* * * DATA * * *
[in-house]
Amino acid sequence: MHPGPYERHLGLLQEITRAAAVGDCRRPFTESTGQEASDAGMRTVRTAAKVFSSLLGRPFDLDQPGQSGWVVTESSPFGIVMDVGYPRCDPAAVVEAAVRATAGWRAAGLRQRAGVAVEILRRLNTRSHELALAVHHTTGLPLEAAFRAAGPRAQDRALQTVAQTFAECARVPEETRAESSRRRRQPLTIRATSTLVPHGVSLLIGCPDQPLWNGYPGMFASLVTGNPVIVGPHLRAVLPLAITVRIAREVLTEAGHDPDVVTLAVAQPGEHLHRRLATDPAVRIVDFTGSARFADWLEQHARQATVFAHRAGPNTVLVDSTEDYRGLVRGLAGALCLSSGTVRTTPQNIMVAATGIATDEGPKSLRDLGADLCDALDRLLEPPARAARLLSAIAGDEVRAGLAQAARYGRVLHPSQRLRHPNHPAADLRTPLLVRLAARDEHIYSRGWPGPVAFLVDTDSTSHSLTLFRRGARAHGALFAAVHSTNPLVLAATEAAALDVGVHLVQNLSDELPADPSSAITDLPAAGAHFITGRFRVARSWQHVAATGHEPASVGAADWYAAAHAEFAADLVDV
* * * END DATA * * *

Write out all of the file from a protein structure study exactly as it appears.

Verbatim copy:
[in-house]
Amino acid sequence: MHPGPYERHLGLLQEITRAAAVGDCRRPFTESTGQEASDAGMRTVRTAAKVFSSLLGRPFDLDQPGQSGWVVTESSPFGIVMDVGYPRCDPAAVVEAAVRATAGWRAAGLRQRAGVAVEILRRLNTRSHELALAVHHTTGLPLEAAFRAAGPRAQDRALQTVAQTFAECARVPEETRAESSRRRRQPLTIRATSTLVPHGVSLLIGCPDQPLWNGYPGMFASLVTGNPVIVGPHLRAVLPLAITVRIAREVLTEAGHDPDVVTLAVAQPGEHLHRRLATDPAVRIVDFTGSARFADWLEQHARQATVFAHRAGPNTVLVDSTEDYRGLVRGLAGALCLSSGTVRTTPQNIMVAATGIATDEGPKSLRDLGADLCDALDRLLEPPARAARLLSAIAGDEVRAGLAQAARYGRVLHPSQRLRHPNHPAADLRTPLLVRLAARDEHIYSRGWPGPVAFLVDTDSTSHSLTLFRRGARAHGALFAAVHSTNPLVLAATEAAALDVGVHLVQNLSDELPADPSSAITDLPAAGAHFITGRFRVARSWQHVAATGHEPASVGAADWYAAAHAEFAADLVDV